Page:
- van Teijlingen E. (2018) Midwives and Mothers: The Medicalization of Childbirth on a Guatemalan Plantation by Sheila Cosminsky, American Anthropologist 120(2): 369.
Dr Alison Cronin has submitted a reply to the government’s Treasury Committee in response to its call for evidence on Economic Crime. The inquiry has two strands: anti-money laundering / terrorist financing and consumer fraud. Alison’s submission refers to her existing body of research in this area and considers the scope of economic crime, the current legal and regulatory landscape, the problem of criminogenic organisations, and potential reforms. The Treasury Committee will be publishing the replies.
Congratulations to Dr. Hyun-Joo Lim, Senior Lecturer in Sociology, on the publication of her book East Asian Mothers in Britain: An Intersectional Exploration of Motherhood and Employment. This book focus on how Chinese, Japanese and Korean mothers in the UK make sense of their motherhood and employment. It addresses questions such as: “What are the intersecting factors that shape these women’s identities, experiences and stories?”
Contributing further to the continuing discourse and development of intersectionality, this book examines East Asian migrant women’s stories of motherhood, employment and gender relations by deploying interlocking categories that go beyond the meta axes of race, gender and class, including factors such as husbands’ ethnicities and the locality of their settlement. Through this, Dr. Lim argues for more detailed and context specific analytical categories of intersectionality, enabling a more nuanced understanding of migrant women’s stories and identities.
The book is published by Palgrave Macmillan (hardcover ISBN978-3-319-75634-9), see website: https://www.palgrave.com/gb/book/9783319756349
Prof. Edwin van Teijlingen
Congratulations to FHSS students Folashade Alloh and Igoche Onche who found out today that their ‘Mental health in low-and-middle-income countries (LMIC): Going beyond the need for funding’ has been accepted for publication by the editors of Health Prospect. The paper is co-authored by FHSS staff Dr Pramod Regmi, Prof Edwin van Teijlingen and Dr Steven Trenoweth. Health Prospect is an Open Access journal.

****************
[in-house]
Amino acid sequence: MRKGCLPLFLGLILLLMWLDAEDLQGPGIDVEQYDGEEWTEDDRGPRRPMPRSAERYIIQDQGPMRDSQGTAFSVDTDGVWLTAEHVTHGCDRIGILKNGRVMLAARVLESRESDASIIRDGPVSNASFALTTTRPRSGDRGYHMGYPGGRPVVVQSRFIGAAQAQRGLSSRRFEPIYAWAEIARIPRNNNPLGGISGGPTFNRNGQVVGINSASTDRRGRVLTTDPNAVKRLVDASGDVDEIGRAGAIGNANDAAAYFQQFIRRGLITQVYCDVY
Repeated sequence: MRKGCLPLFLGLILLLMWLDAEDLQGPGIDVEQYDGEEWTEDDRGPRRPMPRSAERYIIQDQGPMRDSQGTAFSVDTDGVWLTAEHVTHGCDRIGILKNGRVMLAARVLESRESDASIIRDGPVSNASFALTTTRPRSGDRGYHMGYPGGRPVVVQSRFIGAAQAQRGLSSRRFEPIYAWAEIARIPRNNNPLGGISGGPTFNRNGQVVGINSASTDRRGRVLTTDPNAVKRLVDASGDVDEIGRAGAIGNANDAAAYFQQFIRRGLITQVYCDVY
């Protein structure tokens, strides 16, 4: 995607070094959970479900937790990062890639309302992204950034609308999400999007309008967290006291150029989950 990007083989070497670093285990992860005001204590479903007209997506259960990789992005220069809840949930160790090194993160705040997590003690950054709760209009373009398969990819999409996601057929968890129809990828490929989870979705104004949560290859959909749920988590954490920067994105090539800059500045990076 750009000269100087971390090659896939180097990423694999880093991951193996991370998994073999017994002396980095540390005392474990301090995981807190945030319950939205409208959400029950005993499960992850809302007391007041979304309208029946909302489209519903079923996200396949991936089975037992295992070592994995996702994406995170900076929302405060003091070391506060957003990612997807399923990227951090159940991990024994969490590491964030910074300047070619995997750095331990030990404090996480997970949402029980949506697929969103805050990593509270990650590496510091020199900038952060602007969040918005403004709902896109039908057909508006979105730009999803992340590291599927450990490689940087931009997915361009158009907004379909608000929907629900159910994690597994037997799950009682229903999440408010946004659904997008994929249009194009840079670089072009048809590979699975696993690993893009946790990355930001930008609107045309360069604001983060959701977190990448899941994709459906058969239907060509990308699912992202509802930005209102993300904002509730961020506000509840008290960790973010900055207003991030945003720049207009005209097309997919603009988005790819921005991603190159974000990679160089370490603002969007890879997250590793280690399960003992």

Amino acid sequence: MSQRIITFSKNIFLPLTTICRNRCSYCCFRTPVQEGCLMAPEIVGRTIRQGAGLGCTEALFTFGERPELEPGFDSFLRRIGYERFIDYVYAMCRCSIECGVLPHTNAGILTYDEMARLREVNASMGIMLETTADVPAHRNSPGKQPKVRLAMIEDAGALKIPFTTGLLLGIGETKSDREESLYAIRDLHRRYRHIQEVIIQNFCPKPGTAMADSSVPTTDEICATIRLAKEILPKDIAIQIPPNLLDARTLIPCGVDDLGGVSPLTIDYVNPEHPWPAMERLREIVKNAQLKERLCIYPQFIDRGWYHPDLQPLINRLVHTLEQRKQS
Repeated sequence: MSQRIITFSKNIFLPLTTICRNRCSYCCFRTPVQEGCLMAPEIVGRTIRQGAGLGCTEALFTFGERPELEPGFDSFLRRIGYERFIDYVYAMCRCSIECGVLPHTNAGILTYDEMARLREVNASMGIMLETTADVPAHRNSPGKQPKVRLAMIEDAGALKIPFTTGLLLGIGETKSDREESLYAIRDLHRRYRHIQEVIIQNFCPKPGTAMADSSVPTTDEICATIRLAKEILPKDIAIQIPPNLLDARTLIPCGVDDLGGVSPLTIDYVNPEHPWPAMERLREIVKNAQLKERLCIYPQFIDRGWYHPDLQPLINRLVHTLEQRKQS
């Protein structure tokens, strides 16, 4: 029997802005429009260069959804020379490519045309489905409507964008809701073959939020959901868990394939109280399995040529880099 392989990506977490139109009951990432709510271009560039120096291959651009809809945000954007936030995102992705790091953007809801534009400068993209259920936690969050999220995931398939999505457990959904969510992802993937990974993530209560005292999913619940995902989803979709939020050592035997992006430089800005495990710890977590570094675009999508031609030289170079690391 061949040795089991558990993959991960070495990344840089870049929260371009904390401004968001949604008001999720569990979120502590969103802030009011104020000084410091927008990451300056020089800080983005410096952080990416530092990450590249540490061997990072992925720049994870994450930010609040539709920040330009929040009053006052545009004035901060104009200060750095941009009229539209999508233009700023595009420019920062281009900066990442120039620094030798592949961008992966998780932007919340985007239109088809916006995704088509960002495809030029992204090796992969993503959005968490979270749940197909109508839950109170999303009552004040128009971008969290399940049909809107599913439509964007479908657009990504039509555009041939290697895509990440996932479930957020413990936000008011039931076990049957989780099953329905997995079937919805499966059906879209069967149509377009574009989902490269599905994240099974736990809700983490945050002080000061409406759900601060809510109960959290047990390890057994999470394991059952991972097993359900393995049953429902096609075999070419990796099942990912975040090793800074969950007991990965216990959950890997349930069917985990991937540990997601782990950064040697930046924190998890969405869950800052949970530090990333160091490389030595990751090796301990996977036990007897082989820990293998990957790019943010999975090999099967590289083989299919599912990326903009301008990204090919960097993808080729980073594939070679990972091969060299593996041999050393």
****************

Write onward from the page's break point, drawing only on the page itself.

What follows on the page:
More than 70% of the global mental health burden occurs in many low-and middle-income countries (LMIC). The paper discusses mental health issues in LMIC under different themes such as abuse and mental illness, cultural influence on mental health, need for dignity in care, meeting financial and workforce gaps and the need for national health policy for mental health sector. The paper highlights that mental health education and health care services in most LMIC is poorly resourced; however, there is an urgent need to address issues beyond funding that contribute to poor mental health. In order to meet the increasing challenge of mental health illness in LMIC, there is a need for effort to address cultural and professional practices that contribute to poor mental health among individuals. The authors argue that mental health should be integrated into primary health care in LMIC. Creating awareness on impact of some cultural attitudes/practices will encourage better uptake of mental health services and increase the ease of discussing mental health issues in these countries which will contribute to reducing stigma faced by mental health patients.
Congratulations to FHSS PhD students Preeti Mahato and Elizabeth Waithaka, FHSS academics Drs. Catherine Angell and Pramod Regmi and BU Visiting Faculty Prof. Padam Simkhada (Based at Liverpool John Moores University) on the publication of their latest paper: ‘ Health Promotion opportunities for Auxiliary Nurse Midwives in Nepal’ . The paper appeared in Health Prospect: Journal of Public Health.